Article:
Is it too hot to ride?

With summer upon us, temperature is always on our minds. It is something we really need to think about for the health of horsebeinghosedour horses and ourselves.

I came across a simple formula one can use to access the type of riding you might think about doing on any given day based on temperature.

Here is a mathematical formula using temperature, humidity, and wind that can be used as a guideline for determining when it’s too hot to ride:

Air Temperature + Relative Humidity – Wind speed = Answer

  • Less than 130: All go – horses can function to cool themselves assuming adequate hydration.
  • 130-170: Use caution – a horse’s cooling mechanisms can only partially function as intended. Some calling management procedures will be necessary.
  • 170 and above: Stop – a horse’s cooling mechanisms can not and will not function adequately. All cooling procedures will be necessary to keep the horse out of serious trouble.

When riding in the heat it’s important for both horse and rider to stay hydrated. Make sure you both have plenty to drink. On those hot days pay attention to how you feel, and close attention to any distress your horse may be in. Consider electrolyte replacement for both horse and rider, lighten your workout, take frequent breaks, and be sure you both cool down properly.

A shaded riding arena can lower the overall temperature and lessen the impact of riding in direct sun.


If your horse does get overheated, remember that research at the Atlanta Olympics showed that the best way to cool a horse down quickly is to use cold water (ice water) with the sponge & scrape method. Do not leave the water on the horse since it heats up quickly & can actually slow down the cooling process- scrape the water off and apply more- repeat till the horse is cooled off.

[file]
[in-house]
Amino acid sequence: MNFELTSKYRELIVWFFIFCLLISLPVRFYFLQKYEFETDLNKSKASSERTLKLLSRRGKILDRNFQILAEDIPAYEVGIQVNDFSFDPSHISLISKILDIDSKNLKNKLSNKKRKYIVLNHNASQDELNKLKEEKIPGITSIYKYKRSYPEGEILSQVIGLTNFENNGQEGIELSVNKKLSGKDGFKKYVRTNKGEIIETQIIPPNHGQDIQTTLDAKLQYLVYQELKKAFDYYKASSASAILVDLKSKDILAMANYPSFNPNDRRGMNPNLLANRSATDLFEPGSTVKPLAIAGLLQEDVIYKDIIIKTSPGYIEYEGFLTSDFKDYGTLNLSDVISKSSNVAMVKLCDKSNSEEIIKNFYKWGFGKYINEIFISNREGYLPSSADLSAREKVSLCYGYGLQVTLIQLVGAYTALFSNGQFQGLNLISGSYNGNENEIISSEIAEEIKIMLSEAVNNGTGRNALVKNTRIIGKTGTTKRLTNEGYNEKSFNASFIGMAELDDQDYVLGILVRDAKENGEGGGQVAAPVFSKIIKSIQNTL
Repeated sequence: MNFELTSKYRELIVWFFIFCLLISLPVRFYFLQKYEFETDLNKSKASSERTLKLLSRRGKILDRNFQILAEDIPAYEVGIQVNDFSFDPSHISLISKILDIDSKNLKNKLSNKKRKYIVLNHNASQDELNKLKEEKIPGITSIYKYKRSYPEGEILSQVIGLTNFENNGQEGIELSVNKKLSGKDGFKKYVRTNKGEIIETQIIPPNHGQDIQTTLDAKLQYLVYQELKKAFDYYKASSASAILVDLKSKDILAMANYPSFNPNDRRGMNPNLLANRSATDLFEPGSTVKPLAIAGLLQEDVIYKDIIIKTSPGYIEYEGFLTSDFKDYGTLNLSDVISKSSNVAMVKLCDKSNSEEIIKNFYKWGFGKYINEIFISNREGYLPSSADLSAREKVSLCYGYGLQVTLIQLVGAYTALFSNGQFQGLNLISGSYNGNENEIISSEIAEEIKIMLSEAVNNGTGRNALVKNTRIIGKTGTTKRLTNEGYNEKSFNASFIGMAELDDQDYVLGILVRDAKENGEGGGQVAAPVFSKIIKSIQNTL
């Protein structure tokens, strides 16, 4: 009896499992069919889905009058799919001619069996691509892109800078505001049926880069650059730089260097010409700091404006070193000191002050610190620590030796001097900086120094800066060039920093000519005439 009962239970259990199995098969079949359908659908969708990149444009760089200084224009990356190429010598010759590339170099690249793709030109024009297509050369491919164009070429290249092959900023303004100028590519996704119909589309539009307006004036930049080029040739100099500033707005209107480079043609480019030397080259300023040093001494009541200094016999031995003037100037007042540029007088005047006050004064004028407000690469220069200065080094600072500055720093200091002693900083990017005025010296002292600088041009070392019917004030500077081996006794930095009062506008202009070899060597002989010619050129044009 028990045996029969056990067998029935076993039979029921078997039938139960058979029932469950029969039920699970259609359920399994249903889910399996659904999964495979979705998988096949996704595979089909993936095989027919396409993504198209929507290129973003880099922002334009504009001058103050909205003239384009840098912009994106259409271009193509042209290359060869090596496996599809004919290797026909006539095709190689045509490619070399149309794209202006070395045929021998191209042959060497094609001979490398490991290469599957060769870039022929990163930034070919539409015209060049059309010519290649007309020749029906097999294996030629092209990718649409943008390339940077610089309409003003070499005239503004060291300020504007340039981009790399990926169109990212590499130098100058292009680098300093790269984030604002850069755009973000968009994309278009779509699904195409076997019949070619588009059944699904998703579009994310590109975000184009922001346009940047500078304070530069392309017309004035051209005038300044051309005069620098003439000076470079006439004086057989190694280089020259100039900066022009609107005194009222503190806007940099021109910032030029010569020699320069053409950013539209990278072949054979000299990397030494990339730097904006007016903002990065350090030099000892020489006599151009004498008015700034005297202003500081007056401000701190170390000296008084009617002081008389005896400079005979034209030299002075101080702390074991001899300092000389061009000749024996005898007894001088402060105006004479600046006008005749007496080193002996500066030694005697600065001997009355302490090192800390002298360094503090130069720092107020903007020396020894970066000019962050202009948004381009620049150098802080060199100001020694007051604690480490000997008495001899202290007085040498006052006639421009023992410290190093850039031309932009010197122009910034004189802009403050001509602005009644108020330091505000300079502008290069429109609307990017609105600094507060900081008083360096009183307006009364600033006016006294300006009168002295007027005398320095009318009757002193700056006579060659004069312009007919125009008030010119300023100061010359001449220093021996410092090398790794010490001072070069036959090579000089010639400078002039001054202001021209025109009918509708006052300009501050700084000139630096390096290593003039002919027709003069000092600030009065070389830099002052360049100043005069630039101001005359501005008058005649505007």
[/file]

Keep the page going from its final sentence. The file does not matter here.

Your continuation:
*the  most effective areas to cool a horse are the poll, jugular vein, femoral and carotid artery…

An overheated horse is an unhappy horse. He needs to be cooled down quickly to avoid medical complications. Follow these steps to help him:
•    Move him to a shady spot.
•    Take his temperature, heart rate and respiration rate.
•    Compare all three rates to his usual ones and call your vet is they are abnormally high.
•    Set up fans at a safe distance from the horse if you have them available.
•    Hose cold water on his belly and underside.
•    Hose cool to tepid water over his back.
•    Never pour or hose very cold water over large hot muscles or his back.
•    Scrape the water off with a sweat scraper as you go.
•    Offer the horse a few sips of tepid water.
•    Take his temperature again in 10 minutes. If it isn’t dropping, call the vet immediately.


(from Horse Owner’s Veterinary Handbook, 2nd Edition by Giffin MD and Gore DVM.)

Heat Stroke is a dire emergency! Horses sweat for a reason. As the sweat evaporates, it removes heat as well. When it is very humid, this process can be inhibited. So heat stroke is more common on humid days because the horse cannot cool off properly.
Symptoms include: A sudden increase of sweating, elevated rectal temperature, fast heart rate, flared nostrils, rapid breathing. If breathing is higher than the heart rate, the horse is severely overheated. Muscle cramps, tremors, stiffness, and not wanting to move, tying up, depressed, weak, not wanting to drink water, and usually dehydration is also a problem.

CALL THE VET! Vets need to be involved during this process. Until your vet gets there, you can begin cooling your horse off by moving the horse into the shade and spray repeatedly with cold water. Apply alcohol sponges to the neck, flanks, and lower extremities. Set fans up on the horse. Allow the horse to sip water as he begins to become interested in drinking. The vet can administer enemas and IV Fluids to help the horse come back under control.

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